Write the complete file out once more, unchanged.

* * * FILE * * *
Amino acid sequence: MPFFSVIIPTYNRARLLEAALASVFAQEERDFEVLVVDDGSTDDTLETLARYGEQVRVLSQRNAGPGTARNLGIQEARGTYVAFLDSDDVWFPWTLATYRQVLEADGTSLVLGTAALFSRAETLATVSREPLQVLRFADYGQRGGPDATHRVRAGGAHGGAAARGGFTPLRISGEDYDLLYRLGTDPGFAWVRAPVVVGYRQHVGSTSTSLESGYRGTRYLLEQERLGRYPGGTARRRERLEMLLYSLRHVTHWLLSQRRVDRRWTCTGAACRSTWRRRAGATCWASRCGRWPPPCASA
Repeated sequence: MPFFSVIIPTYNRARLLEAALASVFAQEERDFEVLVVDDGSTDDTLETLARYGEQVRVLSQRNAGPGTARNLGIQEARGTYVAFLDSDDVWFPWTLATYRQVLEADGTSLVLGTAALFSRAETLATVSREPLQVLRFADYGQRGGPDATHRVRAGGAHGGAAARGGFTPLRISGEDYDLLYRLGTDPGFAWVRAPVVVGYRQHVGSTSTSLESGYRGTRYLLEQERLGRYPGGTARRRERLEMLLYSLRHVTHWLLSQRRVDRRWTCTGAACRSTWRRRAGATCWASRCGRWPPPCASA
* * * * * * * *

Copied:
Amino acid sequence: MPFFSVIIPTYNRARLLEAALASVFAQEERDFEVLVVDDGSTDDTLETLARYGEQVRVLSQRNAGPGTARNLGIQEARGTYVAFLDSDDVWFPWTLATYRQVLEADGTSLVLGTAALFSRAETLATVSREPLQVLRFADYGQRGGPDATHRVRAGGAHGGAAARGGFTPLRISGEDYDLLYRLGTDPGFAWVRAPVVVGYRQHVGSTSTSLESGYRGTRYLLEQERLGRYPGGTARRRERLEMLLYSLRHVTHWLLSQRRVDRRWTCTGAACRSTWRRRAGATCWASRCGRWPPPCASA
Repeated sequence: MPFFSVIIPTYNRARLLEAALASVFAQEERDFEVLVVDDGSTDDTLETLARYGEQVRVLSQRNAGPGTARNLGIQEARGTYVAFLDSDDVWFPWTLATYRQVLEADGTSLVLGTAALFSRAETLATVSREPLQVLRFADYGQRGGPDATHRVRAGGAHGGAAARGGFTPLRISGEDYDLLYRLGTDPGFAWVRAPVVVGYRQHVGSTSTSLESGYRGTRYLLEQERLGRYPGGTARRRERLEMLLYSLRHVTHWLLSQRRVDRRWTCTGAACRSTWRRRAGATCWASRCGRWPPPCASA